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what he himself recommended, both by his precept and his example :—

"If the biographer writes from personal knowledge, and makes haste to gratify the public curiosity, there is danger lest his interest, his fear, his gratitude, or his tenderness, overpower his fidelity, and tempt him to conceal, if not to invent. There are many who think it an act of piety to hide the faults or failings of their friends, even when they can no longer suffer by their detection; we therefore see whole ranks of characters adorned with uniform panegyric, and not to be known from one another but by extrinsic and casual circumstances. 'Let me remember,' says Hale, ' when I find myself inclined to pity a criminal, that there is likewise a pity due to the country.' If we owe regard to the memory of the dead, there is yet more respect to be paid to knowledge, to virtue, and to truth." [Rambler, No. 60.]

What I consider as the peculiar value of the following work, is the quantity it contains of Johnson's Conversation; which is universally acknowledged to have been eminently instructive and entertaining; and of which the specimens that I have given upon a former occasion (') have been received with so much approbation, that I have good grounds for supposing that the world will not be indifferent to more ample communications of a similar nature.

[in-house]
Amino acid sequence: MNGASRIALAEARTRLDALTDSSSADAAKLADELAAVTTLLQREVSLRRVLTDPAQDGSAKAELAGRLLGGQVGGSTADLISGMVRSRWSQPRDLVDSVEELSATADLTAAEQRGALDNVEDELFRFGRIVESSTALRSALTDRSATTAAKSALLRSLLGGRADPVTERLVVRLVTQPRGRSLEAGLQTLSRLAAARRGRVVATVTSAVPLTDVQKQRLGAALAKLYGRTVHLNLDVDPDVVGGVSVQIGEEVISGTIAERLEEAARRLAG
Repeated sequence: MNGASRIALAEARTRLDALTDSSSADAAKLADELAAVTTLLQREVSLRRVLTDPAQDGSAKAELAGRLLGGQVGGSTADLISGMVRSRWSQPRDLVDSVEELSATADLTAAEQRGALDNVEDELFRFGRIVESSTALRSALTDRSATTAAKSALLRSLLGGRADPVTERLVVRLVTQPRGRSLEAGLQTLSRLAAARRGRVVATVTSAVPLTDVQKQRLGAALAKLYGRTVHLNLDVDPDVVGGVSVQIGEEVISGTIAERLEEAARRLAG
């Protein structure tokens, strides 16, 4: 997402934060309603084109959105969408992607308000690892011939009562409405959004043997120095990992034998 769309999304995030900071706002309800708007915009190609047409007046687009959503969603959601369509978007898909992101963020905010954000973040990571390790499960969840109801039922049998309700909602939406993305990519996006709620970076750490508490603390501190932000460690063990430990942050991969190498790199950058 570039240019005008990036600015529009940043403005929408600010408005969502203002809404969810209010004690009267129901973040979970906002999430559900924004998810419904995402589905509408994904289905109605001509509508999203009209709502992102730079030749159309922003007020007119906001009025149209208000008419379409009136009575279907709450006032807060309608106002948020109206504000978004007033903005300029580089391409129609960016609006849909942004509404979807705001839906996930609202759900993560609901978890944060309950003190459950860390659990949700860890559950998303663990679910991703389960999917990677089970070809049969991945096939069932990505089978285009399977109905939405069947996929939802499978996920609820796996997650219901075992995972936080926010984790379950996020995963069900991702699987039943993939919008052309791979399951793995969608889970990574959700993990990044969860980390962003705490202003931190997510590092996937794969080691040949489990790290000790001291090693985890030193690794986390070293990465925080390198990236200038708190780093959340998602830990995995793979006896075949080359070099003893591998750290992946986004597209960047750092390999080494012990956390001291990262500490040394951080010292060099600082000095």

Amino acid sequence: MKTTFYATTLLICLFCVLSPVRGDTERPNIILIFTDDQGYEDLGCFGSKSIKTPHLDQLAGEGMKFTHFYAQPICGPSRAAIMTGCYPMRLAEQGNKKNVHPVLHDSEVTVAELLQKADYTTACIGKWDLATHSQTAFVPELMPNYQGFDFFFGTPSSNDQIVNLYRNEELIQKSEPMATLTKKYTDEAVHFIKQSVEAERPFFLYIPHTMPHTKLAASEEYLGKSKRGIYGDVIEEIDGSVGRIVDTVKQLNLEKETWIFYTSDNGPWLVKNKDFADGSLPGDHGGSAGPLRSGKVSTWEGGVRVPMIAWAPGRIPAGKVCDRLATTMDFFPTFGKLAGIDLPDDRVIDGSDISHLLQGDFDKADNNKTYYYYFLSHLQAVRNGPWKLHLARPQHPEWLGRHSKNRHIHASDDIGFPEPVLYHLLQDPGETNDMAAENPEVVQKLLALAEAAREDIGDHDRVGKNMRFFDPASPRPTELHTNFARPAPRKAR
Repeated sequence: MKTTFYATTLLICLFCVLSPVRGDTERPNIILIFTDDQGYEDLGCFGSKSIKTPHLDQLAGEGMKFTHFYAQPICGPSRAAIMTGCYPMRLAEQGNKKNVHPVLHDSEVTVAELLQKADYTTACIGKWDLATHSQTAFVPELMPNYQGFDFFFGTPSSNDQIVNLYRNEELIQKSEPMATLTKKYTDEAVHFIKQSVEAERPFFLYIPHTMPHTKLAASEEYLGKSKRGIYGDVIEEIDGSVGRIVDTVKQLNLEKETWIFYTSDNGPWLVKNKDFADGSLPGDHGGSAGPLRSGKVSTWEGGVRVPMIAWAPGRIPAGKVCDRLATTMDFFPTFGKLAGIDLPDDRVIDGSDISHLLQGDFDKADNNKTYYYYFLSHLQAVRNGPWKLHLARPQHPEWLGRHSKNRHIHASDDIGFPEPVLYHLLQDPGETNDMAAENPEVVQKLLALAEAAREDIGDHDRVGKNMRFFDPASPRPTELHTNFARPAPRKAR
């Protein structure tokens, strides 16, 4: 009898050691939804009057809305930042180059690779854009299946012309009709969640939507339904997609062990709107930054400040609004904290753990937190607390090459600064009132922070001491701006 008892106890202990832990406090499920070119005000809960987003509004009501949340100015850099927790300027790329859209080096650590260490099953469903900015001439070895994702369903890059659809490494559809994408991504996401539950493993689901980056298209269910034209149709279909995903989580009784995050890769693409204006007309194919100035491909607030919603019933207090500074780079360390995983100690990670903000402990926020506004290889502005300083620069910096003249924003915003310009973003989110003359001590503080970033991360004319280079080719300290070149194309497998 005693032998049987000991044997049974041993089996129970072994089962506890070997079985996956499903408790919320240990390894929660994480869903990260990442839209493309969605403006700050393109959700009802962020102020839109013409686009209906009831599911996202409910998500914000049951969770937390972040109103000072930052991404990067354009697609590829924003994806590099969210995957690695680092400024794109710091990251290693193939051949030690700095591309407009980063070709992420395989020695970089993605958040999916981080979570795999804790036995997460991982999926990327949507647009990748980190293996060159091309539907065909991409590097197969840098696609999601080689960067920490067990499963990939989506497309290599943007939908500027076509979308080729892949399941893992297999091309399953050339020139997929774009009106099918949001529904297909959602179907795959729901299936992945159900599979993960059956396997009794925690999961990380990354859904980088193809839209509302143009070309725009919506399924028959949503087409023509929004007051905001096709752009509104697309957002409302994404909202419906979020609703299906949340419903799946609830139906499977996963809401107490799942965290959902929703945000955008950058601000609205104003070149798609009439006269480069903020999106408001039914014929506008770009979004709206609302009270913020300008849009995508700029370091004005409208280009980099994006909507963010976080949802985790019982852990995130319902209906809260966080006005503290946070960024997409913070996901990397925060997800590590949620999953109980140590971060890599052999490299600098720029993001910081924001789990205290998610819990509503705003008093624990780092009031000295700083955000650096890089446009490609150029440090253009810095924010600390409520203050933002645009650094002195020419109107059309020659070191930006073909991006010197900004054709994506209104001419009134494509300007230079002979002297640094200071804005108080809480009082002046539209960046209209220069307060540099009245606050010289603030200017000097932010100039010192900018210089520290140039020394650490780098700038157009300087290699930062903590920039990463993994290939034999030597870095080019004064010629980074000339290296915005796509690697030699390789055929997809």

That the conversation of a celebrated man, if his talents have been exerted in conversation, will best

(1) [Boswell alludes to his Journal of a Tour to the Hebrides, separately published in 1785, but now given, according to the natural order of time, and the universally-approved example of Mr. Croker, as a constituent and important part of the author's Life of Johnson. See volumes iii. and iv. post.]

display his character (1), is, I trust, too well established in the judgment of mankind, to be at all shaken by a sneering observation of Mr. Mason, in his Memoirs of Mr. William Whitehead, in which there is literally no Life, but a mere dry narrative of facts. I do not think it was quite necessary to attempt a depreciation of what is universally esteemed, because it was not to be found in the immediate object of the ingenious writer's pen; for in truth, from a man so still and so tame, as to be contented to pass many years as the domestic companion of a superannuated lord and lady (2), conversation could no more be expected, than from a Chinese mandarin on a chimney-piece, or the fantastic figures on a gilt leather skreen.

If authority be required, let us appeal to Plutarch, the prince of ancient biographers:— Οὔτε ταῖς ἐπιφα

νεστάταις πράξεσι πάντως ἔνεστι δήλωσις ἀρετῆς ἡ κακίας, ἀλλὰ πρᾶγμα βραχὺ πολλάκις, καὶ ῥῆμα, καὶ παιδιά τις ἔμφασιν ἤθους ἐποίησεν μᾶλλον ἢ μάχαι μυριόνεκροι, παρατάξεις αἰ μέγισται, καὶ πολιορκία πόλεων : "Nor is it always in the most distinguished achievements that men's virtues or vices may be best discerned; but very often an action of small note, a short saying, or a jest, shall distinguish a person's real character more than the greatest sieges, or the most important battles." (3)